I endured many months of ridicule but really enjoyed my G4. One very interesting point was that the Playstation emulator, Connectix Virtual Game Station, actually ran Playstation games on my G4 faster than a Playstation! I continued to love my G4 until I decided it was time to go back to school.
At that point, I got my first Apple notebook, the Powerbook G4 Titanium 867. It basically had double the specs of the PowerMac. I wound up selling my PowerMac to a friend that needed a new machine which I thoroughly regret to this day. I had been running Mac OS X 10.0, then 10.1 on the PowerMac with Mac OS 9 "Classic" alongside it. The PowerBook came with Mac OS X 10.2 "Jaguar" and it was a rather large bump in speed from earlier releases as well as actually having software to use.
Shortly before graduation in 2004 I bought a shiny new PowerMac G5 (Dual 2.0) as well as a 23" Apple flat panel (graduation present to myself of course!). It had easily six to ten times the speed of my notebook and is what I currently still have. Not planning on selling it and making the same mistake twice!
Since that time, a subtle but continuous shift has been going on with the direction Apple has taken its business. Back when Mac OS X debuted, Apple was very gung-ho about it's core business: selling Macs. It also had a miniscule share of the overall PC market, so it was still playing catch up after the success of the iMac line. Development of new hardware and Mac OS X happened at a frenzied pace, as evidenced by all the announcements of cool new technology. This continued to happen until around 2006, when the iPod really started becoming a large part of Apple's revenue. Then the iPhone debuted in 2007. And there was the Apple TV. Suddenly, Apple is no longer a PC maker and is instead a consumer electronics maker. They even dropped "Computer" from their name.
I started noticing many changes to what were Apple's core business: Macs and Mac OS X. Now there's nothing but tie-ins to the iTunes store or some other non-PC product or service. New notebooks now have HDCP built in to appease Hollywood in its neverending quest to make water not wet. Everything Apple does surrounds the iPod line or the iPhone now. People say it's supposed to be a halo effect to get you to buy a Mac but I call bullshit on this one. If Apple can sell an iPhone to someone who just wants to make phone calls, they will. There's no indication at the AT&T store that you should also own a Macintosh to get the best experience. Apple is now the new Sony: a consumer electronics behemoth that does much, but nothing very well in particular. Their OS is now comparable to Windows: a tiny portion of it is engineered to get stuff done and the rest is engineered to get in your way and wrest control of your computer from you. And resist as I could, I just couldn't stay away. Until now.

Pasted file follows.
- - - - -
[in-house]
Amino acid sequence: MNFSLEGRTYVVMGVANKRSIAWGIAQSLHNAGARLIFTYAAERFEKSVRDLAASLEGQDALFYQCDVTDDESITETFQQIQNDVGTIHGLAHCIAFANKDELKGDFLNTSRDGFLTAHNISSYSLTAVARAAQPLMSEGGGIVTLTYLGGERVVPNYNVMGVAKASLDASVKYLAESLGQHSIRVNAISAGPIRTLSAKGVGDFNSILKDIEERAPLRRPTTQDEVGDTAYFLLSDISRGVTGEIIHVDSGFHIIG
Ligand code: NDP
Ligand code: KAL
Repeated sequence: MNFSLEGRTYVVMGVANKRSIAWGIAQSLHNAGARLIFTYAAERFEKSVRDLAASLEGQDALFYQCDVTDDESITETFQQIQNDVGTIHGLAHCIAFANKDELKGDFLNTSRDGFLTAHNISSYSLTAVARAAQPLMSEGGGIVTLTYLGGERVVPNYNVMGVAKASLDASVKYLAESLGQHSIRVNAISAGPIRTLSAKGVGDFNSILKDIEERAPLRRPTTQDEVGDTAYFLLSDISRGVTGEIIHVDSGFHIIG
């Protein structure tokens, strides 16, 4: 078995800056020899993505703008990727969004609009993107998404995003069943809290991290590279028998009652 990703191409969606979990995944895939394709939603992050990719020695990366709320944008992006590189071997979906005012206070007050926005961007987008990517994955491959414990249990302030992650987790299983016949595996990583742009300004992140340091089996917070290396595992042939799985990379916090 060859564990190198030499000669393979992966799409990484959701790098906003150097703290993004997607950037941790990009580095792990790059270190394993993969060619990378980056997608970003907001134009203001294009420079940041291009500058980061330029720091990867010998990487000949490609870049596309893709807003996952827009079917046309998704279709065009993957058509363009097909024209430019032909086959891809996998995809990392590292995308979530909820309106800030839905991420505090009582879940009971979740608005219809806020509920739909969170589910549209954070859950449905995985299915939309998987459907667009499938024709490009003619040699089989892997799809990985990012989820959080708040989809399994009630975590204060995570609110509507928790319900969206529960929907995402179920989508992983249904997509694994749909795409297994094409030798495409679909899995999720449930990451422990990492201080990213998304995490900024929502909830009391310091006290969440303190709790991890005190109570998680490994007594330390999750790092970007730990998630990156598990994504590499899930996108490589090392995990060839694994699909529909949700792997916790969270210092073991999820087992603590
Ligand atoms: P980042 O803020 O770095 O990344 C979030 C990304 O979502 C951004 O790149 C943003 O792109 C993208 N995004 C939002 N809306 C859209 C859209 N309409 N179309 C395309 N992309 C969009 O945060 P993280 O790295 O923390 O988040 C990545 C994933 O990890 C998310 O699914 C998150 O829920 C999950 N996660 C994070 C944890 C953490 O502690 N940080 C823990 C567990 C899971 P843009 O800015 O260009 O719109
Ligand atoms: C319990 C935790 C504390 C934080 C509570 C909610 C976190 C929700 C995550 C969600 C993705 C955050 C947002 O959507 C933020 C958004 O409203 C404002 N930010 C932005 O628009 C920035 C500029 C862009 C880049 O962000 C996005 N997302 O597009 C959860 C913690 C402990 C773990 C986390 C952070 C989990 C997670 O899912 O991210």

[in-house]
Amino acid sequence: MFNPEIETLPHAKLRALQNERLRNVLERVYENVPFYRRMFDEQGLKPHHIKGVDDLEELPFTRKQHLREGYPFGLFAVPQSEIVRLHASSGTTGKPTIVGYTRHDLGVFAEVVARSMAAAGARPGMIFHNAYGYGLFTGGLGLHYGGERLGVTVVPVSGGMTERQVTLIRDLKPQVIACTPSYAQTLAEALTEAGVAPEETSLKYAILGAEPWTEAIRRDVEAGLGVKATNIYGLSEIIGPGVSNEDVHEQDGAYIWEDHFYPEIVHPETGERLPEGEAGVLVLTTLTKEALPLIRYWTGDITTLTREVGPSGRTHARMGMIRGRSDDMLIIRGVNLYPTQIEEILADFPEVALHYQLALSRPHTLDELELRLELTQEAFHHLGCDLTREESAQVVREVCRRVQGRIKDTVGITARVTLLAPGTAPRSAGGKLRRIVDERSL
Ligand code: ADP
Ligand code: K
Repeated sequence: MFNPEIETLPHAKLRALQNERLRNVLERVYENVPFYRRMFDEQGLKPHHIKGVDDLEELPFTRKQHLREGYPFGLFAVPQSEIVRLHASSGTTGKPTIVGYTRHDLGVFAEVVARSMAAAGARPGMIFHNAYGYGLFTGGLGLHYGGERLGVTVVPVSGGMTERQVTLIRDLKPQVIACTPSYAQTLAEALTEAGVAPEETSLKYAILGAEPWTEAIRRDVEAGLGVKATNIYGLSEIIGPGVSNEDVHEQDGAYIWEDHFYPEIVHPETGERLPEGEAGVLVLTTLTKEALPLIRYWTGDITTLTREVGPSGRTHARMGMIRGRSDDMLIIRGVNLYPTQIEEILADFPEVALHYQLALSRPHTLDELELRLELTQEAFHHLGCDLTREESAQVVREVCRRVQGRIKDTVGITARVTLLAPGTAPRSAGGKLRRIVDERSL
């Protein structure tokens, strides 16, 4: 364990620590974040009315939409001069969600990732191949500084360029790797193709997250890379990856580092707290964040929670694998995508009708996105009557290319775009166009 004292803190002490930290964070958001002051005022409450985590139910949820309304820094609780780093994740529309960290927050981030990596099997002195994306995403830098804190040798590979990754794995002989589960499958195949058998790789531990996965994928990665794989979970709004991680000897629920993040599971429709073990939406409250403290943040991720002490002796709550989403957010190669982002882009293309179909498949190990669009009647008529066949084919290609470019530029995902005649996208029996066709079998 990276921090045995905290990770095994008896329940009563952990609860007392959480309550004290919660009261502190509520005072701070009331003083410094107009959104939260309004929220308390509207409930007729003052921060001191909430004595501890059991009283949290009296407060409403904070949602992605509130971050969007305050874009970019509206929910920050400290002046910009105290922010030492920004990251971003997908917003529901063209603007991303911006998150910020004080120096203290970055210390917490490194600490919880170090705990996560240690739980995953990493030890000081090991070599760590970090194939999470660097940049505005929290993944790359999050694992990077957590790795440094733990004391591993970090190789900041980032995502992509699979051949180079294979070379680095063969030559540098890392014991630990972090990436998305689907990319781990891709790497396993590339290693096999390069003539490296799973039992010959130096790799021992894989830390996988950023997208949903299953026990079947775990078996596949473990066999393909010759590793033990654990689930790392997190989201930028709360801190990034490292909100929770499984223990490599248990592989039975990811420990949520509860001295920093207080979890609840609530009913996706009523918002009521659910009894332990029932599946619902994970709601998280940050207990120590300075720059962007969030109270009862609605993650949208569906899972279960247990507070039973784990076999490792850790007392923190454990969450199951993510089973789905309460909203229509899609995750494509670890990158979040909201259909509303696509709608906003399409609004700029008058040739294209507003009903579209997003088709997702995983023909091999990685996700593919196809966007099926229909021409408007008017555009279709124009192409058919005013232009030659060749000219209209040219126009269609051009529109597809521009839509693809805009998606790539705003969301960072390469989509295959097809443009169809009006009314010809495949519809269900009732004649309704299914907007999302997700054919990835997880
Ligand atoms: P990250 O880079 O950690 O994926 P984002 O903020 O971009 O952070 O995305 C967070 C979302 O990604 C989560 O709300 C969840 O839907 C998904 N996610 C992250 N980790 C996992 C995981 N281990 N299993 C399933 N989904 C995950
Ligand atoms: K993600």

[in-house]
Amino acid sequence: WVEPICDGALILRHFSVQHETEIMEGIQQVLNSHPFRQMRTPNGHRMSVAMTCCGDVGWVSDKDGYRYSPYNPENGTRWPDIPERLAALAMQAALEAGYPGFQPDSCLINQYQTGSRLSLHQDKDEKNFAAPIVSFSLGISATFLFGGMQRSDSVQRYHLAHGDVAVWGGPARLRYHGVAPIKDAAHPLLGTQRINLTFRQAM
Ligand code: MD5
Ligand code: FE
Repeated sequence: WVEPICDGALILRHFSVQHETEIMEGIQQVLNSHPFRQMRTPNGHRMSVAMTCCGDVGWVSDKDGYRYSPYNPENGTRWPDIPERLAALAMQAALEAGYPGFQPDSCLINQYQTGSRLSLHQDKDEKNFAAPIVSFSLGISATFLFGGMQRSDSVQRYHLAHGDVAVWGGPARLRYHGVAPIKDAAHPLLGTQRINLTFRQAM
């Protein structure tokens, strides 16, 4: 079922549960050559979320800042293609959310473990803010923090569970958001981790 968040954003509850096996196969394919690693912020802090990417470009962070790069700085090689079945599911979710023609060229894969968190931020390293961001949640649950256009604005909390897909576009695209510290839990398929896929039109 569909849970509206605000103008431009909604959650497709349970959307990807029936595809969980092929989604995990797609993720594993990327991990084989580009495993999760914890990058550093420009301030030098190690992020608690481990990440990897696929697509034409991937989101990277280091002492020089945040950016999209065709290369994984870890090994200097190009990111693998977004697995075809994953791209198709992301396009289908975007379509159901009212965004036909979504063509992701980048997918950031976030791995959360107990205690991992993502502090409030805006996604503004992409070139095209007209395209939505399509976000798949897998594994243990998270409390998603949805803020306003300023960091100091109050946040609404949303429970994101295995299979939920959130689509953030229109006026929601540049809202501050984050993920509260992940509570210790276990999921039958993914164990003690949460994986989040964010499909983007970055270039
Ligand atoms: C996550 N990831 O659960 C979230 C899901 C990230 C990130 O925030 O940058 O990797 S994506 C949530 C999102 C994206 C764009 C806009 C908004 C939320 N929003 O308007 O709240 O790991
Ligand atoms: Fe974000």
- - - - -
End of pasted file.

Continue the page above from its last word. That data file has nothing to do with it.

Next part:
For the past several months, I've been evaluating more than one Free/Open source operating system for use as a replacement. After lots of time spent on all three, I wound up settling on Debian GNU/Linux. Why? Because Debian is a very mature and actively developed distribution of Linux. I tried Ubuntu for a month and a half and it just feels like it's got more "stuff" than I need. I presume this is for handholding new Linux users. It would appear that I'm not the only one getting a little more than sick of the way Apple treats its power users. Two "A-list" bloggers (gawd I hate that word), Mark Pilgrim and Cory Doctorow, are also former Mac users and for very much the same reasons I am (only they did it 3 years ago).
I've used Linux plenty in the past, first installing Red Hat 5.1 on an old 486 back in the day and even managing to get X windows to bend to my will. Today's Linux distros are nothing like that. Everything just kind of works and the stuff that doesn't isn't so hard to fix. I would place the hardware support in Linux about where Windows 98 was: if it works, it works, but if not, prepare to get dirty. To that end, I built a pretty nice box:
* Intel Quad Core Q6600 CPU
* 2 GB PC-8500 DDR 2 RAM
* 1 TB Seagate SATA hard disk
* Nvidia GeForce 9500 GT video card with 1GB RAM
* Gigabyte EP45-DS3l motherboard
* Logitech wireless mouse, wired keyboard
* Repurposed LaCie Big Disk Extreme 500GB Firewire 800 drive
* PCI express Firewire 800 card
* Dual layer DVD burner
By today's standards, these specs are probably a mid-range Windows Vista machine. Yet, by running Debian, I get spectacular performance, no annoying product tie-ins, and best of all, my operating system does what I want and nothing more (yes, that's you, DRM). In layman's terms, this means I control my computer at all times instead of being forced to prop up an entire industry dedicated to preventing me from doing what I want with the stuff I've got. For those of you with entirely too much time (hey, you've made it this far), read here about what goes into ensuring you can't "pirate" content on Windows Vista.
As a parting note, it was nice to build a PC again after a 4 year hiatus. I got all that hardware for less than the cost of a Mac mini and it's certainly more capable. I was rather shocked at just how cheap and powerful PC hardware has become as of late. Since I didn't have to buy a PC and pay the Windows tax, I also saved more cash. And in these times, that's certaintly a good thing. Next time I'll post a list of what apps I'm using so any Linux enthusiasts out there can compare and contrast.
So long Apple, it was fun while you were a PC company.